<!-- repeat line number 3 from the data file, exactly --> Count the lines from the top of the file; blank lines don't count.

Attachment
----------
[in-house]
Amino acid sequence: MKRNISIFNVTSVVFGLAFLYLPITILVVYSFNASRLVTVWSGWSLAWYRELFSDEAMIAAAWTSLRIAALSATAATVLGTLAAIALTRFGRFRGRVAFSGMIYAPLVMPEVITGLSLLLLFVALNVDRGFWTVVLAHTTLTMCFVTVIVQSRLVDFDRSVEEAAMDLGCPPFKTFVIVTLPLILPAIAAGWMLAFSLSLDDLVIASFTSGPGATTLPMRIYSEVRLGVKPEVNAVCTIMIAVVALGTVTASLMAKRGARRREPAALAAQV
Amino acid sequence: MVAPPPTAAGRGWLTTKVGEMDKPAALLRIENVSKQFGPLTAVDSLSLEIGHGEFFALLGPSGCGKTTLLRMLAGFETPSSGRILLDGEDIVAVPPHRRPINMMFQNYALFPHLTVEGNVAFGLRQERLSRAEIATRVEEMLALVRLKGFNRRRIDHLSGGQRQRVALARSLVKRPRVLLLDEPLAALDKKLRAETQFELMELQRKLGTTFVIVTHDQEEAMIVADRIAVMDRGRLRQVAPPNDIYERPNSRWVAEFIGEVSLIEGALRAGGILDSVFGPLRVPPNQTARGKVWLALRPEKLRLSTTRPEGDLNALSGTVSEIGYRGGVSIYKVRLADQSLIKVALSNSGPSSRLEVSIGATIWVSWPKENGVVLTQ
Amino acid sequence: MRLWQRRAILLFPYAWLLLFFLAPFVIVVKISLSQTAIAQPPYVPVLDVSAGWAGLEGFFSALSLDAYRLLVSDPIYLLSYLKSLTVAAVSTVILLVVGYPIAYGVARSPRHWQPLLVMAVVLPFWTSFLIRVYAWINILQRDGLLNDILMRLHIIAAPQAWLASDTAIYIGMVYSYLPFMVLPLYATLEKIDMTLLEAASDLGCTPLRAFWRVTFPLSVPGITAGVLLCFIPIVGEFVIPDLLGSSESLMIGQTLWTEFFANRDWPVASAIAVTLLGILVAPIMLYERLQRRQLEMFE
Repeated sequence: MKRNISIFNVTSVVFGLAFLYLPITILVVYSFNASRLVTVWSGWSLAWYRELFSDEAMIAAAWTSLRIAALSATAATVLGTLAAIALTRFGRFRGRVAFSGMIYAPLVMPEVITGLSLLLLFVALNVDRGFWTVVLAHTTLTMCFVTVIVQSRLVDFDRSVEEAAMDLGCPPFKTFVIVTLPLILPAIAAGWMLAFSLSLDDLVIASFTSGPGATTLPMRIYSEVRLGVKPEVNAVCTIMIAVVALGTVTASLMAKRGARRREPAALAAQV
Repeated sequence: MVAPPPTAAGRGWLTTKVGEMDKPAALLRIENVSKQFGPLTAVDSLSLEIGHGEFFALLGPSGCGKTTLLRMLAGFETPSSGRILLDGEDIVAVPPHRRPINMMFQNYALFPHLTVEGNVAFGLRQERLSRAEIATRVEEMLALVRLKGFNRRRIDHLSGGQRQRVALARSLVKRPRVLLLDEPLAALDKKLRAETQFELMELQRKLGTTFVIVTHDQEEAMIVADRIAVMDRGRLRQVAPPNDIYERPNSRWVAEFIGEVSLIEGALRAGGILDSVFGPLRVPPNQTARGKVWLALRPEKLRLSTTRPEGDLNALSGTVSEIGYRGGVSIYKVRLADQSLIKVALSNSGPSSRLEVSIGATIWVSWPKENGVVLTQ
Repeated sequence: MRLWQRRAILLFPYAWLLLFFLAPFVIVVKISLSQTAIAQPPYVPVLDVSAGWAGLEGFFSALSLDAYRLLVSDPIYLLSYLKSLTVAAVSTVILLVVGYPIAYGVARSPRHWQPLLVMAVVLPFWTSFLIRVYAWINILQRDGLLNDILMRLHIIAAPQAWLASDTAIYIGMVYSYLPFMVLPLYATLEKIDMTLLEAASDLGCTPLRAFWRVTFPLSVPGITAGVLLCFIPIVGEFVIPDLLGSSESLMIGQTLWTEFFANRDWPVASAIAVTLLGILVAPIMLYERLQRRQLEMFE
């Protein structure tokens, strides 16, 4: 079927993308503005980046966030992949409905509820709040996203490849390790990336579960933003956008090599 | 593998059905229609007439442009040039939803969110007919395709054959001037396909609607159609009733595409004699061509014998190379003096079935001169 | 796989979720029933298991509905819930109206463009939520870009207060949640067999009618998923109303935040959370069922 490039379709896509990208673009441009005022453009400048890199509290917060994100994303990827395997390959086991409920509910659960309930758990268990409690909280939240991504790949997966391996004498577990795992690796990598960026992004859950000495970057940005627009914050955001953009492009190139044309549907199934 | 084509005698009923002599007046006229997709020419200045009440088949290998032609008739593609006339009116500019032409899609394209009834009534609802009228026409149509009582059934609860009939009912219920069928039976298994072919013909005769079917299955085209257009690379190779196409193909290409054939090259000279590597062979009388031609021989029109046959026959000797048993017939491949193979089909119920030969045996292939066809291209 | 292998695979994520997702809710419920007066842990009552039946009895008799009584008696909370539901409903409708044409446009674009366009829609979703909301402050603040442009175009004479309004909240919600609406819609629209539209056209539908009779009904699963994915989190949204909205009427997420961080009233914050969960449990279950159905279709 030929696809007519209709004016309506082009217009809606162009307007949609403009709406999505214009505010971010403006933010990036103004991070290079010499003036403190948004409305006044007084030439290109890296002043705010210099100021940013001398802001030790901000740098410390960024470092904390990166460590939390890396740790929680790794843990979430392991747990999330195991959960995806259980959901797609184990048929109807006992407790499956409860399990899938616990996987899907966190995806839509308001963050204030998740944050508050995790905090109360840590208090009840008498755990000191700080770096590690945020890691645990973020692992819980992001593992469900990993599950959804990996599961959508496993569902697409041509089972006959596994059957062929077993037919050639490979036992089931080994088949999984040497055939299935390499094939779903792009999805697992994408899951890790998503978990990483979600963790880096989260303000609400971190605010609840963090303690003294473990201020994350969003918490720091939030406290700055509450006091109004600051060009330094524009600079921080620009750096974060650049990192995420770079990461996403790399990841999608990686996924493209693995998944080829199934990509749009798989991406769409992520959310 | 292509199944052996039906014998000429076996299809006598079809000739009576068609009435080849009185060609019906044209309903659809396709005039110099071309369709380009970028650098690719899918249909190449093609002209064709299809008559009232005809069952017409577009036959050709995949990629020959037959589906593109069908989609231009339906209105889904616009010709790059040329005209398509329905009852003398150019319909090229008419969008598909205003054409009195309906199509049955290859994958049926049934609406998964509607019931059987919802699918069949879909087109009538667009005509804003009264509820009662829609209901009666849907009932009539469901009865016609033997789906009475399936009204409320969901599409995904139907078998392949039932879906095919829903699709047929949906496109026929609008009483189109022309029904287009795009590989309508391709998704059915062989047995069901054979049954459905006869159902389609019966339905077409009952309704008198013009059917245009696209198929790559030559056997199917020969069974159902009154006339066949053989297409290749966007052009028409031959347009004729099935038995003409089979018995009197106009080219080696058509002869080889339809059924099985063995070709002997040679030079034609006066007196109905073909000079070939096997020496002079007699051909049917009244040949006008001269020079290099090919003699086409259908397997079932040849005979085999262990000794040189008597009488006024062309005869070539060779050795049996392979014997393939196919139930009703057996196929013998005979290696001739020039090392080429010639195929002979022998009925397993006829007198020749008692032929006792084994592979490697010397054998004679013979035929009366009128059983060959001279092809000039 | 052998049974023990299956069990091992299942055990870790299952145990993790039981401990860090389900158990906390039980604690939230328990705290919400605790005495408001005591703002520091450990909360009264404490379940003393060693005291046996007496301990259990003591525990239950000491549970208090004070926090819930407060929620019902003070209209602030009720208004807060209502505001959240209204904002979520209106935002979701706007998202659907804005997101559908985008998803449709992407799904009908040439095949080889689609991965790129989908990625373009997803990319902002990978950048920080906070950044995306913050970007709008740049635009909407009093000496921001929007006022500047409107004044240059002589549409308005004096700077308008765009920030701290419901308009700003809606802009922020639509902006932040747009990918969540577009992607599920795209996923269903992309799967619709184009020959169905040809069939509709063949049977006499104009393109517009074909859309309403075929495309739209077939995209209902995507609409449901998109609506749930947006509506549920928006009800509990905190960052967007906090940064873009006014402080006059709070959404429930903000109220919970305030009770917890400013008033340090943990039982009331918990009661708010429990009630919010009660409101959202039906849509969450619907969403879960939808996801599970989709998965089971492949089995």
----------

Amino acid sequence: MVAPPPTAAGRGWLTTKVGEMDKPAALLRIENVSKQFGPLTAVDSLSLEIGHGEFFALLGPSGCGKTTLLRMLAGFETPSSGRILLDGEDIVAVPPHRRPINMMFQNYALFPHLTVEGNVAFGLRQERLSRAEIATRVEEMLALVRLKGFNRRRIDHLSGGQRQRVALARSLVKRPRVLLLDEPLAALDKKLRAETQFELMELQRKLGTTFVIVTHDQEEAMIVADRIAVMDRGRLRQVAPPNDIYERPNSRWVAEFIGEVSLIEGALRAGGILDSVFGPLRVPPNQTARGKVWLALRPEKLRLSTTRPEGDLNALSGTVSEIGYRGGVSIYKVRLADQSLIKVALSNSGPSSRLEVSIGATIWVSWPKENGVVLTQ